2.) The only form of judicial review is experienced through responsibility of social media provides such as deleting, blocking, reporting posts and comments; or one’s own responsibility

3.) Due to low judicial review and thus social control, behaviour against the norm/ criminal activity can be enhanced. A perception of a law-free space evolves.

4.) This perception is underlined through the low number of complaints and minimal visibility of police presence.

5.) Every breach of norms, shows users that there is almost no prosecution and low protective mechanisms. These breaches can last for several years without consequences and strengthen the perception of cyberspace without prosecution.

6.) When only one aspect of the routine activity approach is very strong, the other two factors can be influenced. Which means if low protective mechanisms are in place, offenders might also only have a low motivation of acting, if there is a reward for the taking.

7. This circle will intensify more and more, if criminal behaviour is left without any judicial reaction (possibility of prosecution).

How can we counteract the broken web?

I think an active discussion about security in digital space is essential to overcome and address the phenomenon of broken web. In doing so, according to the routine activity approach, there are three issues to address: missing protective mechanisms, motivation of offender and profitable taking.

Morality of the offender

One possibility is to start a discussion about digital ethical thinking of potential cyber criminals and how to raise the inhibition threshold. Such a discussion would lead into the direction of reducing motivations for offenders. One obstacle to overcome is to address the younger generation, which until now, seemed unsuccessful. Until today, we are facing increasing number of youth delinquency in cyberspace. Here, parents ad well as other institution such as school and society are needed to teach an understanding of values in the digital context. This includes not only to protect children and adolescents but also help them to understand which norms and rules are applied within cyberspace as well as the possibility of prosecution.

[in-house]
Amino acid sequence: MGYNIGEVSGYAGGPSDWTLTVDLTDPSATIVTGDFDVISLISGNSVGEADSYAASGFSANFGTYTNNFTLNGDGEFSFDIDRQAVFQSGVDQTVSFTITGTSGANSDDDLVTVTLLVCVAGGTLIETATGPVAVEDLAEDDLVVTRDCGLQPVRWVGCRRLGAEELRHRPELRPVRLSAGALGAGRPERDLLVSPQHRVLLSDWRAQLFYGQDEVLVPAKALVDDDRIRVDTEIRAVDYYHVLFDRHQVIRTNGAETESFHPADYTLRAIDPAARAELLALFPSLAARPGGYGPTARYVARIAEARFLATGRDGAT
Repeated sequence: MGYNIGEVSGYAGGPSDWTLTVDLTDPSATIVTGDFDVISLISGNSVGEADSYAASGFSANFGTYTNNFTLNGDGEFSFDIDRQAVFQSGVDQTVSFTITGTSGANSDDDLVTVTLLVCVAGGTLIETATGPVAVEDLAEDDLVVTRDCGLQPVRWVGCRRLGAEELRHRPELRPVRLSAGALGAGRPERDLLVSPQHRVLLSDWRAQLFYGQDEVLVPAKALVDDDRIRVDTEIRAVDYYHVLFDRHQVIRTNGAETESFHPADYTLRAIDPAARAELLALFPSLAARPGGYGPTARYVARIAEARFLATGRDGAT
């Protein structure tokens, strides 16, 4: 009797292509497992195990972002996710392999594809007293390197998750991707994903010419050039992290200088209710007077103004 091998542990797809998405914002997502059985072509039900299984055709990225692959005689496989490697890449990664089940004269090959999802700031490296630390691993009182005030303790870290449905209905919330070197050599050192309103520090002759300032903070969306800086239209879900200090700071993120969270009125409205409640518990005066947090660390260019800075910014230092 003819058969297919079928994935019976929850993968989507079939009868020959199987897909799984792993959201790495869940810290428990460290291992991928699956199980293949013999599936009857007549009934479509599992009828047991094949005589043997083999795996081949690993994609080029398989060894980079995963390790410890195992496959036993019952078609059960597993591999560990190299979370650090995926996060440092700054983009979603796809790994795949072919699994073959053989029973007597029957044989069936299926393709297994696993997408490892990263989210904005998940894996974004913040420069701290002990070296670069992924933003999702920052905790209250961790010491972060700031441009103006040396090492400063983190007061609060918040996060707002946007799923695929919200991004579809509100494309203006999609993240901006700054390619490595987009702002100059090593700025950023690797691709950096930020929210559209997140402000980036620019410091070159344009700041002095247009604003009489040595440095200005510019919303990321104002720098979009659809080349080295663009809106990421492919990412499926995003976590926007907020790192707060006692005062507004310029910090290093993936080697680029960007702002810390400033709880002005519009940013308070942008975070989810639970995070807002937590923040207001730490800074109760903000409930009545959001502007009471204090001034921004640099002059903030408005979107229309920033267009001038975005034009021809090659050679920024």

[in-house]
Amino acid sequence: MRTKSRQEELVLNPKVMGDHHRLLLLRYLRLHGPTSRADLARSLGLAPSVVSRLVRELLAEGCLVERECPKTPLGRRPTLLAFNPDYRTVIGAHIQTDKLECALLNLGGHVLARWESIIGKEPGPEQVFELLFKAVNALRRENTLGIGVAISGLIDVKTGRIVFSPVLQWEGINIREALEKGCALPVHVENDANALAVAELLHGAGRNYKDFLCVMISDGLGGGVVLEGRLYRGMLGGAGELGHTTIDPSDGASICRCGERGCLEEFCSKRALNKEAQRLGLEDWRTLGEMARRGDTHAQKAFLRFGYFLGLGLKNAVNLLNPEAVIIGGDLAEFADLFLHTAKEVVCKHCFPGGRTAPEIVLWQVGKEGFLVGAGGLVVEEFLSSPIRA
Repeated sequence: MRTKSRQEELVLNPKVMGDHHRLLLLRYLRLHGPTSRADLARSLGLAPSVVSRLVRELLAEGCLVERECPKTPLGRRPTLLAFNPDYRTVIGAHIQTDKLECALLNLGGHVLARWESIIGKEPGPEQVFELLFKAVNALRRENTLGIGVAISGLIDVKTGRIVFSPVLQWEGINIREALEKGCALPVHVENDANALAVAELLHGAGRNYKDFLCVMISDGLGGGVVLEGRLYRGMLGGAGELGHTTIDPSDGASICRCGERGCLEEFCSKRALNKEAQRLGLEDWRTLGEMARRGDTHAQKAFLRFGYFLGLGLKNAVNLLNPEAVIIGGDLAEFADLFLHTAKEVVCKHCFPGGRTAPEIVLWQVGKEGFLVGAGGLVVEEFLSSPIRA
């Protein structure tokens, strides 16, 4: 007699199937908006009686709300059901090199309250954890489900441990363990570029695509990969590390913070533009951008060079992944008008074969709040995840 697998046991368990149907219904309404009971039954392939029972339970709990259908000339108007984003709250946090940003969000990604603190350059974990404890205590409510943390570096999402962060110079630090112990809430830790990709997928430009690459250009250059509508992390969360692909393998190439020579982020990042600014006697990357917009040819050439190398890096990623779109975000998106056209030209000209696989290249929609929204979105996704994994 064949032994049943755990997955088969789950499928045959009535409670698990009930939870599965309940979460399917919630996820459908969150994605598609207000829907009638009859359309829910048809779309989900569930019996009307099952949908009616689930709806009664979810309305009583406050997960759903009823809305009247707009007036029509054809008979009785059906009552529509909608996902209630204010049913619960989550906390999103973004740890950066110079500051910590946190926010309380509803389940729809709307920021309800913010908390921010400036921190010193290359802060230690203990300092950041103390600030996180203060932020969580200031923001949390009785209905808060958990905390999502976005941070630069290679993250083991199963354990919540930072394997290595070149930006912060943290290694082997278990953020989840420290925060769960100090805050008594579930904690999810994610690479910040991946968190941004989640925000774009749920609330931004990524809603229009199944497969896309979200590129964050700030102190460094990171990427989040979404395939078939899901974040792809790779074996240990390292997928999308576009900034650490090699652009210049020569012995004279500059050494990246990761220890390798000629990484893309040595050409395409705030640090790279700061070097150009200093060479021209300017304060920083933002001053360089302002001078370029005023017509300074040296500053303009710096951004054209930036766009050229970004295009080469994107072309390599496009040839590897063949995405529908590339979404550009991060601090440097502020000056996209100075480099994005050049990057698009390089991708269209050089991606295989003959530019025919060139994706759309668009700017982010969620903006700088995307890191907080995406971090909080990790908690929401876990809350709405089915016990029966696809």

The profitable loot

The profitable loot can be either something to take or the victim itself. Here it depends on which crime we are looking at. Reducing the possibility of the loot and thus the possibility of victimisation is essential. A discussion about digital behaviour such as digital narcism is needed to recognise the exposure and thus vulnerability of such behaviour. It does not mean that preventing individuals to publicly post information about themselves prevents criminal activities all in all, no, but it can have a positive impact on impeding acts of the broken web.

Low protective mechanisms  

Protective mechanisms might be the one with the most potential, namely the increasing of visibility and possibility of enforcing the law. Therefore, a discussion about visibility of security agencies online is needed to address this issue. One possibility could be online patrol with the task of reacting towards criminal-relevant comments, sexual harassment of children and interacting with the public. More importantly would be the thought that online patrols could directly respond to such activities through posting on a relevant comment or write messages on a certain platform, etc. One example in Germany is the police in Berlin, who recently reacted to a post on social media that announced a rather big party in public space but did not seem to have permission for it. Other countries such as the United Kingdom and the Netherland have online practices already established such as creating a digital community policing with 2000 digital police officers. In comparison, in 2016, Germany had approx.130 active social media police accounts online. Here definitions of what is public and what private in order to access information are needed for further police practices. All in all, online patrol could mean to be present in digital space as well as make announcement for preventive purposes. This can only be accomplished when realistically investing in personal, financial budget and the institutional placing of media competence to young professional. On the other hand, a reform of the German federal structure of the judicial systems regarding cyberspace, including the principle of legality might be in order (to the discussion).

If adjustments are not being made, it could appear to the public that governmental authority is absence in cyberspace.

How to fix the broken window?      

A discussion in society about norm and enforcement of such norms in digital space is largely missing. In truth, we have let this space develop on completely freely. This leads to a tendencies to transfer responsibilities to social media provider instead of the state due to the fact that the constitutional state might not feel comfortable enough to sanction behaviour against the norm it on its own. For example provider are now responsible to react towards hatespeech, prevent cybermobbing and to act against fake news.

Personally, I think that this is a wrong development. Society should have an interest in enabling a state to transform its rule of law to the digital space under certain adaptions. If the state under the rule of law is not able to adjust to current developments in digital space, will its importance of its presence loose its meaning. One important question to ask will be: If I don’t need to follow rules in the digital space, why would I need to follow them in physical  space?

Please note: For the full article – click here (in German). The theory of the broken web is very new and will be adapted by Thomas-Gabriel Rüdiger as he develops new theses.